Leavitt doesn’t grasp woes of private-sector healthcare

I read with interest HHS Secretary Mike Leavitt’s editorial in your publication titled, “Affordable health insurance for all Americans” (special section, “Healthcare,” March 28). It is hard not to conclude that Mr. Leavitt has a superficial view of the healthcare enterprise. What he posits is what we’ve heard from government and private interests for decades — private markets can do a better job than government in meeting the healthcare needs of the nation’s citizens.

If that were the case, why has healthcare inflation outpaced GDP growth for the past four decades? And why are so many left out of coverage, and why does quality suffer?

What Mr. Leavitt fails to understand is this: It is the private market itself that is inefficient, and that has produced the uninsured and quality problems. ...

The payer market is made up of government payers, Blue Cross, national insurers (like Aetna), regional health plans and PPOs. The health provider markets consist of hospital systems, thousands of physicians in solo practices or large groups, hundreds of ancillary providers (home health, skilled nursing) and others. Considering this simplified description you can see the utter futility of trying to make private markets work in the way they are fashioned.

Each large employer has a unique benefit plan, a unique population and each one requires unique administrative support, set-up and on-going maintenance. Each insurance company or health plan has unique systems, customer support lines and policies and procedures. This fragmentation and specialization is expensive.  (I know. I work for a health plan.) Some estimates put providers’ administrative costs at 30 percent. I think it’s actually higher.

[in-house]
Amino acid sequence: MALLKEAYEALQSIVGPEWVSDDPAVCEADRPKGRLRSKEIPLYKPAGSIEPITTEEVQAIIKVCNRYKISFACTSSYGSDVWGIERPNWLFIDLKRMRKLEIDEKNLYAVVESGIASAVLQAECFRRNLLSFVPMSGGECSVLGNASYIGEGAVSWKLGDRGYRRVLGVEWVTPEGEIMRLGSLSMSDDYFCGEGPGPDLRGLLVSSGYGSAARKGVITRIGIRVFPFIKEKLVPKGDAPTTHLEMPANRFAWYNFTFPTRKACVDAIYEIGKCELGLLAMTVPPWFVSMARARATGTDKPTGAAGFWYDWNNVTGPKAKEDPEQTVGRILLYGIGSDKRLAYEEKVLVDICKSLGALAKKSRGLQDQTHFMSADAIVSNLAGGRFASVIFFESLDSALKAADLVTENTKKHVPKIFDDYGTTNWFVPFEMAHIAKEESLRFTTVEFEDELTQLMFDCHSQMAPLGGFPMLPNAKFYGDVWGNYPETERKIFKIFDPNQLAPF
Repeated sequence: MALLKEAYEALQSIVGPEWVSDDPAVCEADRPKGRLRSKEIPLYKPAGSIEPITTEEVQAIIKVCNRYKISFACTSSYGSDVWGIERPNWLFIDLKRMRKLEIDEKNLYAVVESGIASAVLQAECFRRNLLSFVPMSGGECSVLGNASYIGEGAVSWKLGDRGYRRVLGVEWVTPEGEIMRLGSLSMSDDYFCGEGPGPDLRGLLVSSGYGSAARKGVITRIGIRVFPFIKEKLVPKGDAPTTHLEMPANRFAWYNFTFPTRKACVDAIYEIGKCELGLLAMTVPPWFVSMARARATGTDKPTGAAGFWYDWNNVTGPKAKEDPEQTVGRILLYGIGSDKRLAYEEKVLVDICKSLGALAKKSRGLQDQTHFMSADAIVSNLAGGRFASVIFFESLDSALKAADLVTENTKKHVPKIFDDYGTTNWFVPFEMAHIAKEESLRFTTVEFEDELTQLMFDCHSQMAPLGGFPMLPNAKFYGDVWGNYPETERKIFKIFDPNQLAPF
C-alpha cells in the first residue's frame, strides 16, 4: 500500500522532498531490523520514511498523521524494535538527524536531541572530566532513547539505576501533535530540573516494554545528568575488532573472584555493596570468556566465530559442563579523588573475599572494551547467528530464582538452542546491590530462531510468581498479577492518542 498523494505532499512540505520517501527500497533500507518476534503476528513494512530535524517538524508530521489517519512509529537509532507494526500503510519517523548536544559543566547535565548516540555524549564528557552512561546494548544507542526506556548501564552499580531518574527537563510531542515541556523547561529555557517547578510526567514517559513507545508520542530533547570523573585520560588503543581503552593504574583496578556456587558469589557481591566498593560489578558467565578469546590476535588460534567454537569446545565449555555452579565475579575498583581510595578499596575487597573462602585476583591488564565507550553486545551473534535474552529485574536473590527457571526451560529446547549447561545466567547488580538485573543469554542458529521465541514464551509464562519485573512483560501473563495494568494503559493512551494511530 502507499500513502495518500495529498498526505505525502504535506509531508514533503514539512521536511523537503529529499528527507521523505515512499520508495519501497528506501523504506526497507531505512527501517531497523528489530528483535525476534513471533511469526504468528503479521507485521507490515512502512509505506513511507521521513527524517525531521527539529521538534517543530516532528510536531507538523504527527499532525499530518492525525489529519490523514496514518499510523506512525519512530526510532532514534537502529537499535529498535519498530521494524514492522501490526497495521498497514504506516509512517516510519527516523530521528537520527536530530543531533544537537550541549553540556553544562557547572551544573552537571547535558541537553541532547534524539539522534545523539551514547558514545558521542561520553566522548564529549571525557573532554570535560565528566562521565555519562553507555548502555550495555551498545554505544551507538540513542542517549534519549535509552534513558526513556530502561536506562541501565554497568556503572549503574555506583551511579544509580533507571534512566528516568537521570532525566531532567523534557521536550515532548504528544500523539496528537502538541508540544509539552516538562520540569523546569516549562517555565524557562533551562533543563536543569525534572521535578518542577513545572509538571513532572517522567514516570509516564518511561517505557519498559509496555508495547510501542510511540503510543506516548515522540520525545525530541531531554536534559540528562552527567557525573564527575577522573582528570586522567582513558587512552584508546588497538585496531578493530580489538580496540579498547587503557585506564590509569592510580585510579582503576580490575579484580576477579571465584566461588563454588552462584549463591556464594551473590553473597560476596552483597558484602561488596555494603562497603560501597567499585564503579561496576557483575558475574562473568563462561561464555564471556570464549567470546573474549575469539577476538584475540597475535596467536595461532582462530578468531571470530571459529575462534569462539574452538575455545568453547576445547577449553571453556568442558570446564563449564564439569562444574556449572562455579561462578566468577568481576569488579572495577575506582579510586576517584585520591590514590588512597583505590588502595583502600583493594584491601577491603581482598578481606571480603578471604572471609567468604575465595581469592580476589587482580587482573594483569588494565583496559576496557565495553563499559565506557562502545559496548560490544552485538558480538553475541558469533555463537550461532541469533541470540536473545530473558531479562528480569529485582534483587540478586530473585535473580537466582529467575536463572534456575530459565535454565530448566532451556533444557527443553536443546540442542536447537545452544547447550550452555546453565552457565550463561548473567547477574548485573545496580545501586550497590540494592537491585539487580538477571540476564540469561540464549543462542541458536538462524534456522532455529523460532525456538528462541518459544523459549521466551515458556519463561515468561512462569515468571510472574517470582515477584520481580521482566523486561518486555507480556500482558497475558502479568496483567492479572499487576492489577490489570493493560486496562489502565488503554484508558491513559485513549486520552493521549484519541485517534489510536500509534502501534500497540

It doesn’t end there. With risk fragmentation there is little or no way to manage populations across disease states. Thus diabetes is managed differently depending upon the provider or the health plan. In today’s private markets, developing standardized care across disease entities is impossible, and thus the enormous variation. This is what the private market has wrought, and it lacks the mechanisms and the structure to change. ...

People like Mr. Leavitt need to do some homework and think more deeply about this problem than he has done to date. ...

Grand Rapids, Mich.



From David L. Baker

I am a Florida resident and possess a concealed-weapon/firearm license in that state.
A relevant point regarding the incident with Senator Webb’s weapon is this: Those who are licensed to carry deadly weapons are burdened with the responsibility to insure that the weapon is reasonably inaccessible to others whenever it is not under the direct control of the licensee, especially when it is loaded.
Responsibility is 24/7.

Montverde, Fla.

An imposter?

From Brian Perkins Sr.

A loaded gun and two extra clips? Are we really sure Webb was a Marine? Most of us would need only one or two rounds to deal with any imaginable threat. Could this guy be an imposter?

Fort Worth, Texas